In contrast, the “Zero summer” is the absolute, total summer, not tilted towards spring or fall. Narrator longs for solid ground, absolute summer or “the intersection of the timeless moment” and warns visitor of the place that its meaning is beyond comprehension. The state of non-attachment is also accompanied by a sense of purposelessness. “only a shell…” is evidence of the folly of attachment to a purpose and even if there was any hint of “purpose” in the visit, it now has been overcome by a superior one.

And what you thought you came for
Is only a shell, a husk of meaning
From which the purpose breaks only when it is fulfilled
If at all. Either you had no purpose
Or the purpose is beyond the end you figured
And is altered in fulfillment.

Narrator also gives a verdict on nature of prayer

…… And prayer is more
Than an order of words, the conscious occupation
Of the praying mind, or the sound of the voice praying

Second section starts with famous line of Eliot
Ash on and old man’s sleeve-

And narrator meets someone

I met someone walking, loitering and hurried…
I caught the sudden look of some dead master
Whom I had known, forgotten, half recalled
Both one and many; in the brown baked features
The eyes of familiar compound ghost

This compound ghost represents more than one person and this point has been subject of much debate among critics. Speculations about who might comprise the ghost are Dante, Milton, Yeats, Eliot himself, Brunetto Latini etc. Ronald suggests that “the compound ghost of masterful writers… the center figure of whom we know to be Yeats”. Matthiessen suggested that ghost resembles “Brunetto Latini, whose meeting with Dante in hell is one of the passages which has impressed Eliot most” Eliot himself denied that he didn’t mean it to be as precise as Yeats and based on other arguments from John Hayward it is necessary to consider possibilities other than or in addition to Yeats and Brunetto. According to Claudia, since the figure is both “loitering and hurried”, embracing two opposites, as could be expected of a non-Westerner and he is “Both one and many” it is likely that Lord Krishna is the figure, suggested by his ability to assume many forms. When figure speaks, he says he is “not eager to rehearse” his “thought and theory” that the narrator has forgotten, indicating that he has counseled the narrator before, as Krishna had already counseled Arjuna, in Gita.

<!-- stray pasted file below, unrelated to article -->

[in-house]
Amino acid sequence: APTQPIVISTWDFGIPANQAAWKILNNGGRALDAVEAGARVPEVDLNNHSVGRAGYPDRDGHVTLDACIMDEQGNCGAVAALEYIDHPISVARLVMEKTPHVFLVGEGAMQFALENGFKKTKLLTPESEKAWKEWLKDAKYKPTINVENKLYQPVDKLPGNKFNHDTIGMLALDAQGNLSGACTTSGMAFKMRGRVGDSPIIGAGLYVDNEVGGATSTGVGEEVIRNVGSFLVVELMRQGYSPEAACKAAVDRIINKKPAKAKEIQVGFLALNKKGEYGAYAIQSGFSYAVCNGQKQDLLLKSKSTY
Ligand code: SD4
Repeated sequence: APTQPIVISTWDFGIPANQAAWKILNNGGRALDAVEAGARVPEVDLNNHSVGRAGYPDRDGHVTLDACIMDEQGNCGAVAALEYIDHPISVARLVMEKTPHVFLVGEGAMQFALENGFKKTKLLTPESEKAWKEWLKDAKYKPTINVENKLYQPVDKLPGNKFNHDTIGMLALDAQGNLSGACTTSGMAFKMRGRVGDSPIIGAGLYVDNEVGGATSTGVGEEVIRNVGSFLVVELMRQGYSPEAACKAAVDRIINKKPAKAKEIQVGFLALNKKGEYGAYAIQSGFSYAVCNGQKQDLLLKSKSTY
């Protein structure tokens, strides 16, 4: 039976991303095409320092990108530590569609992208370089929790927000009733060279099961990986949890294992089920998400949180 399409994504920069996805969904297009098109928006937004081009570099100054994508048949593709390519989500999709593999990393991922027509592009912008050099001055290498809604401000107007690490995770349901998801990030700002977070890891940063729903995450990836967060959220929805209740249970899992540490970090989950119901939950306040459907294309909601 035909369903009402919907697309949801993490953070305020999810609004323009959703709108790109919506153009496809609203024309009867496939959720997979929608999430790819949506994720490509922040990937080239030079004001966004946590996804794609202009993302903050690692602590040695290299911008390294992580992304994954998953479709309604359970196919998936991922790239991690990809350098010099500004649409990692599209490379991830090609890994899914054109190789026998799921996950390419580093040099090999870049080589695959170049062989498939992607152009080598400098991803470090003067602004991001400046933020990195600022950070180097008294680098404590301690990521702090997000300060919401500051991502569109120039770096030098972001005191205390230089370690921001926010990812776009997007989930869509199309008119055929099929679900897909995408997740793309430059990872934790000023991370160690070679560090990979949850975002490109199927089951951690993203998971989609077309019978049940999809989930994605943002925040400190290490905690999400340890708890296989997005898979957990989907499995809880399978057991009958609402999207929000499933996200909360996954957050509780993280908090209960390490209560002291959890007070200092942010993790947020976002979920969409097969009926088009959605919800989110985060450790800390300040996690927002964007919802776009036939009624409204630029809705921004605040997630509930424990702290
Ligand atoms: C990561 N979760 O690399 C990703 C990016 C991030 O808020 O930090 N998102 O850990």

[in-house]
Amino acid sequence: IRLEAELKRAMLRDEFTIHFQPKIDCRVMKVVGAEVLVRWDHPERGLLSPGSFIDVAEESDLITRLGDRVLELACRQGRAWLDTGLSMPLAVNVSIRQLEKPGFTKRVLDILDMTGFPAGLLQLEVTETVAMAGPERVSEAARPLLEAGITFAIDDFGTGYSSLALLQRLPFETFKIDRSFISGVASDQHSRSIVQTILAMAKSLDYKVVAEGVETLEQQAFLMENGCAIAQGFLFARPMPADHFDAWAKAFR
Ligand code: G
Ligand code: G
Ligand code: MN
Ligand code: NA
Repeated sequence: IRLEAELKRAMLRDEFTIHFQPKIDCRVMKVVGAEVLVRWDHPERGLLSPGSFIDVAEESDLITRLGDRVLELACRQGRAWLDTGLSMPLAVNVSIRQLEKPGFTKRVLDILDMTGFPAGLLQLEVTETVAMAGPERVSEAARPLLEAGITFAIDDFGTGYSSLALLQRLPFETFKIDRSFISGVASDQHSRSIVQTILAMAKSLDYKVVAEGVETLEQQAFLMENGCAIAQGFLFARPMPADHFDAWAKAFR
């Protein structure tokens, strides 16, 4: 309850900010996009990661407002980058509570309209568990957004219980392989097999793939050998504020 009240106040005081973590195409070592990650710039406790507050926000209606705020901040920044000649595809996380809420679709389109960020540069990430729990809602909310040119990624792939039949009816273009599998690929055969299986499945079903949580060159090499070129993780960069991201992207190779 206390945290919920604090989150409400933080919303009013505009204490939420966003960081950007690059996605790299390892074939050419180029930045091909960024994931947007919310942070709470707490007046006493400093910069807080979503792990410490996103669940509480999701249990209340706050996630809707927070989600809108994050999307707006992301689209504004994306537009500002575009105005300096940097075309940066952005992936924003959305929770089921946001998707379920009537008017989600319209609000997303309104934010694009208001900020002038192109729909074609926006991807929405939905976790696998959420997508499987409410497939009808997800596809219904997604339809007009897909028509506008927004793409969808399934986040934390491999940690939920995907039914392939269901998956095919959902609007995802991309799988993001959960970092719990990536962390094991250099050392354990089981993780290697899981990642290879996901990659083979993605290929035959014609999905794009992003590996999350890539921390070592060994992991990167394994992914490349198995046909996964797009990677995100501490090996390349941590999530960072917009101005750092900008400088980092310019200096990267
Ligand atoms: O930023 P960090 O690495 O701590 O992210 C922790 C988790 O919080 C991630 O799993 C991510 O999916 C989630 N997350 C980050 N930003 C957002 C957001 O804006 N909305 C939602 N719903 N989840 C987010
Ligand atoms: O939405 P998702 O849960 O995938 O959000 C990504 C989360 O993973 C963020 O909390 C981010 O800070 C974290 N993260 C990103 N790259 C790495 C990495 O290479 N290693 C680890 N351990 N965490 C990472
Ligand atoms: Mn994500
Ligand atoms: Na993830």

Second stanza ends with three conditions of human being
First, the cold friction of expiring sense
Without enchantment, offering no promise…
Second, the conscious impotence of rage
At human folly…
And last, the rending pain of re-enactment
Of all that you have done, and been; the shame
Of motives late revealed, and the awareness…

These three kinds of human natures are attachment, detachment and indifference i.e. rajva, satva and tama as described in Ch 14 and 18 of Gita and also correspond to three basic kinds in Hindu psychology. The ghost discloses “the gifts reserved for age/ To set a crown upon your lifetime’s effort”. Thus follows the suffering that comes from self-knowledge, knowing one’s own imperfections, knowledge of harm done to other. But ghost doesn’t “bring” these gifts but “discloses” them meaning narrator already owns them. The real gift that ghost brings is counsel on what to do about those crowning achievements of age. He says that “the exasperated spirit” will focus on those faults unless …